Bombshell dropped in Freddie Gray investigation

Defense attorneys for the six police officers accused of killing Freddie Gray in Baltimore earlier this summer have filed a motion claiming that prosecutors tried to steer the investigation away from Gray's history of faking injuries while in law enforcement settings in order to collect settlements.

Baltimore Sun:

The defense attorneys said in a court motion Thursday that Assistant State's Attorney Janice Bledsoe told police investigators working the case in its early stages not to "do the defense attorneys' jobs for them" by pursuing information they had about such schemes and evidence that Gray "intentionally injured himself at the Baltimore City Detention Center."

Bledsoe, the lead prosecutor in the case against the officers, represented Gray in a 2012 case in which he pleaded guilty to possession of cocaine.

The defense attorneys argued that her alleged statement "would seem to indicate some level of knowledge that exculpatory evidence exists which could benefit the officers charged in Mr. Gray's death and that the prosecutor did not want this information uncovered by investigators."

The defense attorneys said they obtained the information from interviews with prosecution witnesses.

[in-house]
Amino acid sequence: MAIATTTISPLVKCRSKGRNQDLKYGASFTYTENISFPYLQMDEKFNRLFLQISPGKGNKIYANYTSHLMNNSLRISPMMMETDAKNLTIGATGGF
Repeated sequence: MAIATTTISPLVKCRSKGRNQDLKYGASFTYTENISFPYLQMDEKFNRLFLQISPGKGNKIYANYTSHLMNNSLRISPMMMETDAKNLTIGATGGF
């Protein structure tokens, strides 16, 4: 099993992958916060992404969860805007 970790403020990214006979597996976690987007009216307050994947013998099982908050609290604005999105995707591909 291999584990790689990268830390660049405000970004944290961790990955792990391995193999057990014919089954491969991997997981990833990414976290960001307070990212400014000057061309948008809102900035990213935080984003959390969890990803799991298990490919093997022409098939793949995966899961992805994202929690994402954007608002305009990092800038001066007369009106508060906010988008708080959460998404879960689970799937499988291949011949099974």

They have argued in previous motions that Baltimore State's Attorney Marilyn J. Mosby has failed to provide large amounts of evidence through the normal discovery process, and that they have spent hundreds of hours collecting evidence on their own.

Defense attorneys have sought to have Mosby and others removed from the case.

Mosby's office did not respond to a request for comment. Prosecutors say they have disclosed all the evidence to which the defense is entitled.

Defense attorneys for the six officers declined to comment Thursday or could not be reached.

Police did not respond to a request for comment on the allegations about conversations between its investigators and prosecutors. A corrections department spokesman said he couldn't confirm whether Gray had been injured at the jail without more information, such as the date of the alleged incident, which defense attorneys did not provide in their motion.

I think it's safe to say that when prosecutors seek to withhold vital exculpatory evidence from the defense, they're playing with a weak hand.  If the defense can get this information admitted at trial, it's hard to see how any of the officers can be convicted of murder.

This bombshell revelation makes you wonder what else the prosecution is withholding and whether the officers would have been indicted in the first place.

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